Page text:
A couple of months ago, I sang in a community chorus presentation of John Rutter’s Requiem. Like the Deutches Requiem of Brahms, Rutter didn’t stick strictly to the liturgical outline or texts of a particular tradition, but largely cobbled together his own series of movements for the work, from the pre-conciliar Roman rite and the Book of Common Prayer (1662).
This was the fifth time in my musical life that I’ve performed this piece, and one thing that has consistently struck me as odd is that Rutter—a man who’s made his livelihood in the world of choral music—did not set the In Paradisum, a text featuring a choir of angels. He doesn’t set the Dies Irae either, which has led me to wonder—since Rutter has publicly acknowledged his atheism and atheistic upbringing—if those texts that necessitate a stronger use of the religious imagination would be avoided by a post-Enlightenment/rational humanist composer. (The big caveat, of course, being his evocative setting of the twenty-third psalm in the work.)
This all was very much on my mind when I encountered the March article in Baptist News about the mysterious disconnect between the ongoing—and increasing—popularity of choral singing in the U.S. alongside a statistical decline in church choirs. (The Baptist News article drew upon a lengthier, more in-depth report from Chorus America on the various impacts and benefits of lifelong singing.)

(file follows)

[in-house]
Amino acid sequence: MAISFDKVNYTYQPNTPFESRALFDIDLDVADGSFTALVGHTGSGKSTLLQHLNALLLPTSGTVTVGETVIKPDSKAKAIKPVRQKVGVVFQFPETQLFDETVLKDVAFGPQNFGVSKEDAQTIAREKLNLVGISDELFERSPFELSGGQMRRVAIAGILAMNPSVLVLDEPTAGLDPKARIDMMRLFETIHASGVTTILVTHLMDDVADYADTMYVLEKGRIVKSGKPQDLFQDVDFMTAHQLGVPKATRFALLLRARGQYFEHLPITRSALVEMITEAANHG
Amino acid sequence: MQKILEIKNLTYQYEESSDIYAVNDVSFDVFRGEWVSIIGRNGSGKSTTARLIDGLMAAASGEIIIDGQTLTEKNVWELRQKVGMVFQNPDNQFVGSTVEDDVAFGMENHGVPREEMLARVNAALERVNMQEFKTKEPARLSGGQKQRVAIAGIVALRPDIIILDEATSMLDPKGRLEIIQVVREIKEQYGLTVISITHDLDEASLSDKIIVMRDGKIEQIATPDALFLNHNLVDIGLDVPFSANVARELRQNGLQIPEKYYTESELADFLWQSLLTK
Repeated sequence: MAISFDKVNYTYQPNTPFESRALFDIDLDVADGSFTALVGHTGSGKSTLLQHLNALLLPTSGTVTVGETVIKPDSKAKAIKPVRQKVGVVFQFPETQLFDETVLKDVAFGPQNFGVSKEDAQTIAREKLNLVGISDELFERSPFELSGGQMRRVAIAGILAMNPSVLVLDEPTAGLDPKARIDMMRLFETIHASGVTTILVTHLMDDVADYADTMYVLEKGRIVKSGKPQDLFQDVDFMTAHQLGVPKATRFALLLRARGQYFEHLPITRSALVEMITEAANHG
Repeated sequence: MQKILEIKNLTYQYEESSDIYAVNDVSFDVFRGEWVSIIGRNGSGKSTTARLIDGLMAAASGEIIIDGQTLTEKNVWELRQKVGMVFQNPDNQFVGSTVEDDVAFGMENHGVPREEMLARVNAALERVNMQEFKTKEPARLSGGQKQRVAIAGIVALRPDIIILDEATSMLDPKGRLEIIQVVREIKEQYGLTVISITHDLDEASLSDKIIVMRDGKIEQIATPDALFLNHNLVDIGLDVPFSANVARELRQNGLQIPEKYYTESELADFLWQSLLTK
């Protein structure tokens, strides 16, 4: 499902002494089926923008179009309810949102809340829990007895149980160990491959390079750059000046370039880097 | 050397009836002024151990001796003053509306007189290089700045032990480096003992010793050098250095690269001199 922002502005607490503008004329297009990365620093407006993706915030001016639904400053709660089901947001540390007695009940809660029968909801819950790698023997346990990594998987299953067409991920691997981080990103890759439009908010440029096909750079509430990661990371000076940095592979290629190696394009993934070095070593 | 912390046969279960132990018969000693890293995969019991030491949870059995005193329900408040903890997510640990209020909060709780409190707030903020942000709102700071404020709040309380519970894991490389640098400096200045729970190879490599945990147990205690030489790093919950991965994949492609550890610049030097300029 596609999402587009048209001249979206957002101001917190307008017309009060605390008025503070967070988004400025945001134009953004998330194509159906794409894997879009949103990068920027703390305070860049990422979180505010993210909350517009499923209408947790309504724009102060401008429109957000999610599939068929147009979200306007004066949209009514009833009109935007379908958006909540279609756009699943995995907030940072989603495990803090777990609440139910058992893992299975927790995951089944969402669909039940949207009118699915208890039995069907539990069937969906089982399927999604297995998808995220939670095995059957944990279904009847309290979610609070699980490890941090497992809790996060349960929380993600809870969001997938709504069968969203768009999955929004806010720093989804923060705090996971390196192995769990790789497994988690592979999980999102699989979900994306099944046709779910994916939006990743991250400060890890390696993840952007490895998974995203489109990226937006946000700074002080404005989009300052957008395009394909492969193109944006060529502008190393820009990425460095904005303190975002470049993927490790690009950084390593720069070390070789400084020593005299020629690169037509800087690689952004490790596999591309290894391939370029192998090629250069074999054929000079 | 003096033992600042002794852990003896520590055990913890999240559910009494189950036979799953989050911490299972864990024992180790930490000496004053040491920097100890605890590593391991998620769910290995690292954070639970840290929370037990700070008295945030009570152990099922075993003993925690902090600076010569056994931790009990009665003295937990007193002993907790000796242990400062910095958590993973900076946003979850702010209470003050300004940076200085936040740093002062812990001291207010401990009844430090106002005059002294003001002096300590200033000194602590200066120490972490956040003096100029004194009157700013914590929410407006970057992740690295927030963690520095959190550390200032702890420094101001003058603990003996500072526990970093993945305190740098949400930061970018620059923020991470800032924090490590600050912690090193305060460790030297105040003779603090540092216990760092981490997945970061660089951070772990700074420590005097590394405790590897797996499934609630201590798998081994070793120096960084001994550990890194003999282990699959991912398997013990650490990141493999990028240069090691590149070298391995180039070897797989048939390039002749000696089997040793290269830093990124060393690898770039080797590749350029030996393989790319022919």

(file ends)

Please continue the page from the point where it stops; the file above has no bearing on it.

Part of this decrease in church choirs—but only part of the decrease—can be explained by the overall decrease in churches and church attendance, perhaps even by the decrease in the general population belonging to any type of social organization or club. Another substantive contributor is the widespread rise of praise band ministries in white evangelical Protestant churches as normative. This may be why Roman Catholic churches, along with Black Protestant churches, rank highest in having choirs. Yet there is still a mysterious disconnect.
Some of my musical colleagues whose ministry includes the recruitment, formation, rehearsal, and overall guidance of choirs have spoken about the difficulty of getting volunteer singers to make and maintain an ongoing commitment. (Though the Chorus America study found that people who commit to choirs also commit more readily to other volunteer roles.) It’s no secret that our day-to-day lives (even pre-pandemic) place enormous demands on time, and household schedules frequently have a daunting complexity to them. I’ll admit that I’ve wondered from time to time what would happen if other liturgical ministries—lector, eucharistic minister—had the commitment of an hour or two per week of rehearsal or preparation time.